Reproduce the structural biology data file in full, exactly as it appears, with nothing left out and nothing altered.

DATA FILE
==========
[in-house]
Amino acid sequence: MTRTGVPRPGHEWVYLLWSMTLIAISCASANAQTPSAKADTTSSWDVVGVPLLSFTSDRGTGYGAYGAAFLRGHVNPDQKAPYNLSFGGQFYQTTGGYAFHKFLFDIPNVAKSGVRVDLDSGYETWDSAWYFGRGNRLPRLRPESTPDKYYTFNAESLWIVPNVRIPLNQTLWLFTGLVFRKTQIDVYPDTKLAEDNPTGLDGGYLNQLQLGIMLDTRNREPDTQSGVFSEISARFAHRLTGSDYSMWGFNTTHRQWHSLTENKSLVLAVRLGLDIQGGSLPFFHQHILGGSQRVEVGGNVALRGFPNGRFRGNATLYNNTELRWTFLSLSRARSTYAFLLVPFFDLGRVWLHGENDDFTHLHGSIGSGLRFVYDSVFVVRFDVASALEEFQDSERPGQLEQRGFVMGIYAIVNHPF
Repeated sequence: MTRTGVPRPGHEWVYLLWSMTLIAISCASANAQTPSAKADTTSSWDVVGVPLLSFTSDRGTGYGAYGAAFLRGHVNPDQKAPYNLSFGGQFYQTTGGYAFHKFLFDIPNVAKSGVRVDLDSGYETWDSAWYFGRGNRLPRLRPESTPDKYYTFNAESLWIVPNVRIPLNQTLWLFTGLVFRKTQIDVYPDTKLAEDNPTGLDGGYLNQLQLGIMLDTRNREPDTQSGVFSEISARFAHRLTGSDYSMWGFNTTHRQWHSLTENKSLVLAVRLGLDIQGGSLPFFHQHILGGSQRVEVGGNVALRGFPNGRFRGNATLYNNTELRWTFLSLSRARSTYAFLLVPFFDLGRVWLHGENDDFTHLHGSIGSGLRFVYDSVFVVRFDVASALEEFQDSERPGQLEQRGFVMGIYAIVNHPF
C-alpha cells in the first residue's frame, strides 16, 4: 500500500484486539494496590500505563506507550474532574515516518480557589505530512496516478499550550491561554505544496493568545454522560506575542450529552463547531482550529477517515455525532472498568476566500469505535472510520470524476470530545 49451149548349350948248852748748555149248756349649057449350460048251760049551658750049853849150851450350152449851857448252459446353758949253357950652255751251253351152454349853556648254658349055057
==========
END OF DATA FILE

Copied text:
[in-house]
Amino acid sequence: MTRTGVPRPGHEWVYLLWSMTLIAISCASANAQTPSAKADTTSSWDVVGVPLLSFTSDRGTGYGAYGAAFLRGHVNPDQKAPYNLSFGGQFYQTTGGYAFHKFLFDIPNVAKSGVRVDLDSGYETWDSAWYFGRGNRLPRLRPESTPDKYYTFNAESLWIVPNVRIPLNQTLWLFTGLVFRKTQIDVYPDTKLAEDNPTGLDGGYLNQLQLGIMLDTRNREPDTQSGVFSEISARFAHRLTGSDYSMWGFNTTHRQWHSLTENKSLVLAVRLGLDIQGGSLPFFHQHILGGSQRVEVGGNVALRGFPNGRFRGNATLYNNTELRWTFLSLSRARSTYAFLLVPFFDLGRVWLHGENDDFTHLHGSIGSGLRFVYDSVFVVRFDVASALEEFQDSERPGQLEQRGFVMGIYAIVNHPF
Repeated sequence: MTRTGVPRPGHEWVYLLWSMTLIAISCASANAQTPSAKADTTSSWDVVGVPLLSFTSDRGTGYGAYGAAFLRGHVNPDQKAPYNLSFGGQFYQTTGGYAFHKFLFDIPNVAKSGVRVDLDSGYETWDSAWYFGRGNRLPRLRPESTPDKYYTFNAESLWIVPNVRIPLNQTLWLFTGLVFRKTQIDVYPDTKLAEDNPTGLDGGYLNQLQLGIMLDTRNREPDTQSGVFSEISARFAHRLTGSDYSMWGFNTTHRQWHSLTENKSLVLAVRLGLDIQGGSLPFFHQHILGGSQRVEVGGNVALRGFPNGRFRGNATLYNNTELRWTFLSLSRARSTYAFLLVPFFDLGRVWLHGENDDFTHLHGSIGSGLRFVYDSVFVVRFDVASALEEFQDSERPGQLEQRGFVMGIYAIVNHPF
C-alpha cells in the first residue's frame, strides 16, 4: 500500500484486539494496590500505563506507550474532574515516518480557589505530512496516478499550550491561554505544496493568545454522560506575542450529552463547531482550529477517515455525532472498568476566500469505535472510520470524476470530545 49451149548349350948248852748748555149248756349649057449350460048251760049551658750049853849150851450350152449851857448252459446353758949253357950652255751251253351152454349853556648254658349055057